If you’re looking for something to add good luck to your home or give as a gift, then the lucky bamboo plant is something worth considering.
In Chinese culture, this lovely green plant symbolizes good fortune. In fact, its stalks, which are often shaped in various directions holds different meanings.
For example, two stalks mean love or double the luck. Meanwhile, three stalks bring wealth, longevity, and happiness.
However, you’ll want to skip those with four stalks since it symbolizes dead and bad luck.
About the Lucky Bamboo
Lucky bamboo plants are not actually bamboo. Instead, they’re a kind of dracaena. This means that you’re better off caring for them like you would a dracaena plant than a bamboo.
With that out of the way, this is a very popular house and office plant because it’s quite easy to grow indoors.
In addition to being somewhat indestructible, it’s also known for bringing good luck. As a result, many businesses and homes like keeping this plant around.
Just by looking at it, you can quickly see how unique it is. And, in all likelihood, you’ll never see two identical plants. That’s because their shape will differ from one another.
This brings us to the downside. As lovely as their intricate designs look, lucky bamboos aren’t easy to shape. As such, they’re mostly shipped in from China and Taiwan where experts painstakingly twist them into their beautiful forms.
This is why the intricate ones can cost upwards of a few hundred dollars.
Fortunately, simpler designs with three vertical standing stalks are very affordable.
Lucky Bamboo Plant Care
Lucky Bamboo Light
Lucky bamboo plants enjoy bright, indirect, or filtered light. That’s because, in the rainforests where it’s native to, it is covered by tall trees whose branches and leaves block most or part of the sun.
As such, it has adapted to that way of life. So, keeping it under direct sunlight for hours each day can scorch its leaves.
In fact, they’re better off with less light than too much light.
This is why you’ll see them thrive in low light environments like offices and homes.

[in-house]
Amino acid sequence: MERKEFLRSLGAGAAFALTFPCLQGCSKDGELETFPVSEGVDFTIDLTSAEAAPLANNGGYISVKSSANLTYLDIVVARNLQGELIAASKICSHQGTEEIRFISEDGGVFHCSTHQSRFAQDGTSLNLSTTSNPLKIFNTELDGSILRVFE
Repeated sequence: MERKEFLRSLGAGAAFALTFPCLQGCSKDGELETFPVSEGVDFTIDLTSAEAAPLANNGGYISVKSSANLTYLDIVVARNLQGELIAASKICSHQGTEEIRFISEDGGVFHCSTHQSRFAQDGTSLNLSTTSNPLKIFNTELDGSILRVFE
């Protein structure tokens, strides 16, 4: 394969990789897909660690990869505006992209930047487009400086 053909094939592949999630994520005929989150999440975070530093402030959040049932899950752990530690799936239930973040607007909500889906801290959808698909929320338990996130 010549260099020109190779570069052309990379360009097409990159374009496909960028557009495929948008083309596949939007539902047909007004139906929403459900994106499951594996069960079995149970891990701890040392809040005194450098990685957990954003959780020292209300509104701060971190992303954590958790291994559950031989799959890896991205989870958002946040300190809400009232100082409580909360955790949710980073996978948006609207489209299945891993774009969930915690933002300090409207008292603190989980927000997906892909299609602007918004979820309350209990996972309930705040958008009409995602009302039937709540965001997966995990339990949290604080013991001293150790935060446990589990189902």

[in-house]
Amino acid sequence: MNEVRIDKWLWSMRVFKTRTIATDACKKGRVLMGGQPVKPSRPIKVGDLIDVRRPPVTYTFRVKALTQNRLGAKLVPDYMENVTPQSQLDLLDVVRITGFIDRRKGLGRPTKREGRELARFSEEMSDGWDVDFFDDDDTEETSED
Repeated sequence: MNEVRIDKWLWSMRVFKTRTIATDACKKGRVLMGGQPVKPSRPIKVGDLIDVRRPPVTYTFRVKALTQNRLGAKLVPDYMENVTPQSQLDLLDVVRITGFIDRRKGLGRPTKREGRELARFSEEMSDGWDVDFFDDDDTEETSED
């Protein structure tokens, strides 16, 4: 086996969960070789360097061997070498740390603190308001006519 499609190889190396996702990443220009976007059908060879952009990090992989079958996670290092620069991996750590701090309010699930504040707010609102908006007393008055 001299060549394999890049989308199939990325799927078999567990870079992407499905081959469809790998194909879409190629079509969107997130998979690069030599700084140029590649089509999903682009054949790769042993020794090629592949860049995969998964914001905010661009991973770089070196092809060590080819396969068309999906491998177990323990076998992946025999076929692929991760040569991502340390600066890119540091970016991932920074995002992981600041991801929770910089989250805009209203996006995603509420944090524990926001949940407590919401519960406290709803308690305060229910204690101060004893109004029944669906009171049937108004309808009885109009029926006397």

However, if you notice them starting to become leggy or stretch towards the light, it’s a sign that they aren’t getting enough exposure. Thus, it’s time to move them somewhere they receive more sunlight.
Similarly, they need light to maintain their vibrant green color. So, when its hue starts fading, you need to relocate them.
Needless to say, you shouldn’t leave them in dark places.
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Lucky Bamboo Temperature & Humidity
Lucky bamboos like warm, humid areas. They thrive when the temperature stays between 65 and 90 degrees Fahrenheit.
As such, they’re happy with most indoor conditions including those in your home and office.
However, do keep them away from areas where they can experience drafts, be it from heaters, air conditioning, or windows.
The one challenge of keeping them indoors is providing them with the humidity they need. Dry air can cause their leaves to turn brown. As such, when you see this happening, it’s time to provide them with some moisture.
You can do so by misting them. Or, if you want a more hands-off approach, set them over rocks in a water tray.
Watering Lucky Bamboo
Lucky bamboos are unique houseplants in that they can be grown in water. All you need is about 1 to 3 inches of water when starting out.
If you have a larger plant, make sure that its roots are submerged in water. And, increase the amount of water in the container as they grow.
The amount of water you put will in large part determine how high up their stalks grow since the roots will develop from there.
It’s also worth noting that lucky bamboos have red roots. So, don’t be surprised or worried if you see that color.